5. Never been to Ragusa ( the historic real name of the actual Dubrovnik) but from your description it seems similiar to Venice.
    Ragusa was an indipendent town and a trusted ally of Venice for centuries. The name changed to Dubrovnik after WW2 when it passed from Italy to Yugoslavia.
    It seems that it shared the same fate of Venice and transformed in a kind of Disneyland.
    There’s no local life probably because the locals who owns apartments in the center rent them to tourist and go living outside of town.
    40 euros per night in May in Croatia is really expensive.

  6. Never been to Ragusa ( the historic real name of the actual Dubrovnik) but from your description it seems similiar to Venice.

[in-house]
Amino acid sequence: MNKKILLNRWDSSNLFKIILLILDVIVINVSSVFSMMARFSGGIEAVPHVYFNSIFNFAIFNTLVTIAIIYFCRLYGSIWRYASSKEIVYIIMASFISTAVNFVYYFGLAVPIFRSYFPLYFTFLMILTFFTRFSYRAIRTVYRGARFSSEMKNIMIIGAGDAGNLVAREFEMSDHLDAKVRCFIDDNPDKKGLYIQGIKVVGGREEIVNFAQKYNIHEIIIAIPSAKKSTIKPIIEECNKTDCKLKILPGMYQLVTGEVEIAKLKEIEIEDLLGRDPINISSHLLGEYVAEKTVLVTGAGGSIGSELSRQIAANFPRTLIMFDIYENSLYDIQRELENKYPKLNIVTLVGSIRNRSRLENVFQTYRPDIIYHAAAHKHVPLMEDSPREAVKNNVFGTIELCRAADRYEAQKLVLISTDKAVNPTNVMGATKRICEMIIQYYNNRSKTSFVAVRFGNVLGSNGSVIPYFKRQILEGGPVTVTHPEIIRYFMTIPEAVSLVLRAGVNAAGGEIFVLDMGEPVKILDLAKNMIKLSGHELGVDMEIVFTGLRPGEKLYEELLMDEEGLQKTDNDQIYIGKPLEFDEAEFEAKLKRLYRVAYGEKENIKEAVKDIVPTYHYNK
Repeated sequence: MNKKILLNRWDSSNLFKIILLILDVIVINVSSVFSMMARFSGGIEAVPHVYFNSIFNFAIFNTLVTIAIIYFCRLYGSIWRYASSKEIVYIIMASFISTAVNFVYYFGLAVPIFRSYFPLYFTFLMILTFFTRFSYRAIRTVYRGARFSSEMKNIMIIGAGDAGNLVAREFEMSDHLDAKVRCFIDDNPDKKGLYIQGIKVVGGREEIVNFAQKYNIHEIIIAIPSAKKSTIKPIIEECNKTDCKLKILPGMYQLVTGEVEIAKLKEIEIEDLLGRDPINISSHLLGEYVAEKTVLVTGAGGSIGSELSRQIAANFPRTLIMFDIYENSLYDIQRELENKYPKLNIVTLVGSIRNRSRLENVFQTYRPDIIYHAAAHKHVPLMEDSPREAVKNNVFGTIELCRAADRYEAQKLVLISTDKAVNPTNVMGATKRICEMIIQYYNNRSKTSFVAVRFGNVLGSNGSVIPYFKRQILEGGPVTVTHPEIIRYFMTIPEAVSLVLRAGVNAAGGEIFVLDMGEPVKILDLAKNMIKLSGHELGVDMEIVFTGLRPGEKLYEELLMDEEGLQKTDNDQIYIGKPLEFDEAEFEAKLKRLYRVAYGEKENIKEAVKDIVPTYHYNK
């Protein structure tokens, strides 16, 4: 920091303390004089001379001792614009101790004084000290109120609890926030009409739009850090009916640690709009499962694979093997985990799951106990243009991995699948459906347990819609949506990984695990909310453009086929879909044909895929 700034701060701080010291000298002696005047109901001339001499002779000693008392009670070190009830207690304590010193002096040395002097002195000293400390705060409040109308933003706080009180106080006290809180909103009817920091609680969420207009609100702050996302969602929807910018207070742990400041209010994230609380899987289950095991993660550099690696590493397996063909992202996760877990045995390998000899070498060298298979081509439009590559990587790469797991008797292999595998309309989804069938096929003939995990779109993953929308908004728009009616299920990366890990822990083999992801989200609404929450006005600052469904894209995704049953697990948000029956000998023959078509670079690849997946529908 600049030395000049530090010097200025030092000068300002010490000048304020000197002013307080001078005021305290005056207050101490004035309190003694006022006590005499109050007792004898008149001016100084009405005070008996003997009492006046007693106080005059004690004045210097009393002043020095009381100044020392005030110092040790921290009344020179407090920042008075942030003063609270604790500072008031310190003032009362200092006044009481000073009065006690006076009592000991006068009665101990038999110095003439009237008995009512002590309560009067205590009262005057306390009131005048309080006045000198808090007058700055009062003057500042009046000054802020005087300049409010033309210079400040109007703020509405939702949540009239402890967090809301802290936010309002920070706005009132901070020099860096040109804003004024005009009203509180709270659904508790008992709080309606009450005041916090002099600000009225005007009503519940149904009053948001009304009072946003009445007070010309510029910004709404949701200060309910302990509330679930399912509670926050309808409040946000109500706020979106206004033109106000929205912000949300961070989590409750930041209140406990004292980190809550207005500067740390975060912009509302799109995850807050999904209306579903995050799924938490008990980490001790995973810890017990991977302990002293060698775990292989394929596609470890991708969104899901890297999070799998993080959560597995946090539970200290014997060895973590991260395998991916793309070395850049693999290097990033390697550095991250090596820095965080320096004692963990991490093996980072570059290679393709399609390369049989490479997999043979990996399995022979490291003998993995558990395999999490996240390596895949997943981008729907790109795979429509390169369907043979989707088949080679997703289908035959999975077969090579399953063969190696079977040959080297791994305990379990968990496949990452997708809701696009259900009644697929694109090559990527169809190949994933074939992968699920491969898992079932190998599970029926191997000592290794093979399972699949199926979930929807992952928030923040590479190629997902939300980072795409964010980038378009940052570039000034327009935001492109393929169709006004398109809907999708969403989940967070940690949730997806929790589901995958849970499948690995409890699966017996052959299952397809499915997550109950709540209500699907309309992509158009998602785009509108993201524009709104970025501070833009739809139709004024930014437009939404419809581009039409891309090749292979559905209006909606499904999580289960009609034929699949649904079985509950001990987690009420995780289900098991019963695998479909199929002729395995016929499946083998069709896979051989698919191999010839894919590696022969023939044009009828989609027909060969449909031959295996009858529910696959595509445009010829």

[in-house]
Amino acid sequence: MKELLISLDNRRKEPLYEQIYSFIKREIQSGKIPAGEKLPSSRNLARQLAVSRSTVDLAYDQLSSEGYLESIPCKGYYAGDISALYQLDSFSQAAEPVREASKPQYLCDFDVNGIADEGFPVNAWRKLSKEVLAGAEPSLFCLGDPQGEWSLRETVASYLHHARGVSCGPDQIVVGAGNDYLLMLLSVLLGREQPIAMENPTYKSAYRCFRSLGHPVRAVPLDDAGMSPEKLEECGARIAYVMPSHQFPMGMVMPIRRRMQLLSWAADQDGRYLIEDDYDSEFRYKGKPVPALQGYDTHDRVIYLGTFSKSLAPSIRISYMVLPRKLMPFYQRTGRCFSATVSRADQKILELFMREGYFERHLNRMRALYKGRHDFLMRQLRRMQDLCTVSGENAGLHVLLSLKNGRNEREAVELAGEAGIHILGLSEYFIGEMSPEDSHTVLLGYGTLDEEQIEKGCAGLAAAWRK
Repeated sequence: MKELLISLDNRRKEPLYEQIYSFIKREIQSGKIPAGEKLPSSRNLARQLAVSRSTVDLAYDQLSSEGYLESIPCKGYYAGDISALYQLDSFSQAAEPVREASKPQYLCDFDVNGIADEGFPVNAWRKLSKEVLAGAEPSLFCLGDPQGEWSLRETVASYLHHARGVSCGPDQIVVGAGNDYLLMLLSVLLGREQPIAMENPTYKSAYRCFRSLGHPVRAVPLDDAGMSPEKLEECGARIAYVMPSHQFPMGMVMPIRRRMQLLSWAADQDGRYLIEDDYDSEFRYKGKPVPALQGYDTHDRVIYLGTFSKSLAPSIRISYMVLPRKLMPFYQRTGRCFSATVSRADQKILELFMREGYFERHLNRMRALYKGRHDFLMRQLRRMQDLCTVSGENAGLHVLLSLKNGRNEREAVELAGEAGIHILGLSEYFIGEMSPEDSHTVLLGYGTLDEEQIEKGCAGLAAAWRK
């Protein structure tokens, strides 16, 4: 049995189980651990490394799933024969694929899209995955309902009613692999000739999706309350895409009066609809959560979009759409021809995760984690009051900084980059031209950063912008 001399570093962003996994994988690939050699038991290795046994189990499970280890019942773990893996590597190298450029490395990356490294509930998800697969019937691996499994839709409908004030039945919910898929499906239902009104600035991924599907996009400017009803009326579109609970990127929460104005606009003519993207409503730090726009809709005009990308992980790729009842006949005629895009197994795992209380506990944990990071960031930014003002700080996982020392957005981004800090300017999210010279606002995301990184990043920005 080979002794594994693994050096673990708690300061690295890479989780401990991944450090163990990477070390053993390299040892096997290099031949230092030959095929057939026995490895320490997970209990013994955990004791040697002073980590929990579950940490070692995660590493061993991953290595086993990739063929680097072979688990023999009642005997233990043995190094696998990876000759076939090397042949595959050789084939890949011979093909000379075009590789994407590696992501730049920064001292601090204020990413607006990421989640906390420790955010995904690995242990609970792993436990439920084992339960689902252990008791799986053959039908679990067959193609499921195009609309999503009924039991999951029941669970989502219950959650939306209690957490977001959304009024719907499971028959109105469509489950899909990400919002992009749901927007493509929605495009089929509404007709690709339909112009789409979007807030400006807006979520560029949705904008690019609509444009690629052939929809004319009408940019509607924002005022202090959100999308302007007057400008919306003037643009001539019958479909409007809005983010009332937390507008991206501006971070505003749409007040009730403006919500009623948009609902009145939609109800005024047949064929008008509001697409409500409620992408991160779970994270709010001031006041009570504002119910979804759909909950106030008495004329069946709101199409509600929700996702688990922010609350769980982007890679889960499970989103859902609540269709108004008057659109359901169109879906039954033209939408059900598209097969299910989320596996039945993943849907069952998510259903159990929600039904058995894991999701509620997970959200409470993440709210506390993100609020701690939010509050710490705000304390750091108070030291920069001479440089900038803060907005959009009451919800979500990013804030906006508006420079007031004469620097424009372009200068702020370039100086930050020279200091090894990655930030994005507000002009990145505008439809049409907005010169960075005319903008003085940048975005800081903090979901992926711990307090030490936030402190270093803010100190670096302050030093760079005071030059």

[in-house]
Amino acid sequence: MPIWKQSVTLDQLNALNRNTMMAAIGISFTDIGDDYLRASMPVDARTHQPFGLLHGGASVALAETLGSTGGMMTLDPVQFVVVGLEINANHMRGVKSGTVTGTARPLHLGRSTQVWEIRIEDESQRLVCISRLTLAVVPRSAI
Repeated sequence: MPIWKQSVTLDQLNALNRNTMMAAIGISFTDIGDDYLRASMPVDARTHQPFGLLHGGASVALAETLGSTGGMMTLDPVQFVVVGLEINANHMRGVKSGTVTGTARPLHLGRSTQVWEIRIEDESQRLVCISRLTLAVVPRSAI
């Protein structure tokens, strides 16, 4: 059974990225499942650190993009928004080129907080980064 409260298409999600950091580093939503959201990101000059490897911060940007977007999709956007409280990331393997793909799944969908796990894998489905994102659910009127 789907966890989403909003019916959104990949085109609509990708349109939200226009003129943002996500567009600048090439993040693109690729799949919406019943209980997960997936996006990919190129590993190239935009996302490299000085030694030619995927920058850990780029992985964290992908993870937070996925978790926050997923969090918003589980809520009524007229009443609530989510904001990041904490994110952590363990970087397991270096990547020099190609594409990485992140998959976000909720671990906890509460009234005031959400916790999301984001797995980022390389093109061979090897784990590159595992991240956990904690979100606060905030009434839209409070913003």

Ragusa was an indipendent town and a trusted ally of Venice for centuries. The name changed to Dubrovnik after WW2 when it passed from Italy to Yugoslavia.
    It seems that it shared the same fate of Venice and transformed in a kind of Disneyland.
    There’s no local life probably because the locals who owns apartments in the center rent them to tourist and go living outside of town.
    40 euros per night in May in Croatia is really expensive.

  7. Exactly what I thought when I visited Dubrovnik 2 years ago. I’m glad that I’ve seen what all the fuss is about (and how beautiful it is), however I’m never, ever returning.

    • Rose, I was there twice – in May and August, which are probably really unfortunate times – and I had the exact same observations. What time of year were you there?

  8. Never visited that part of the world – but your observations are interesting. Maybe to rid themselves of their negative war image of the 1990’s, they’ve gone overboard in the other direction.
    Such a shame. I shall have to visit now to make up my own mind. Thanks for sharing.


Leave a Comment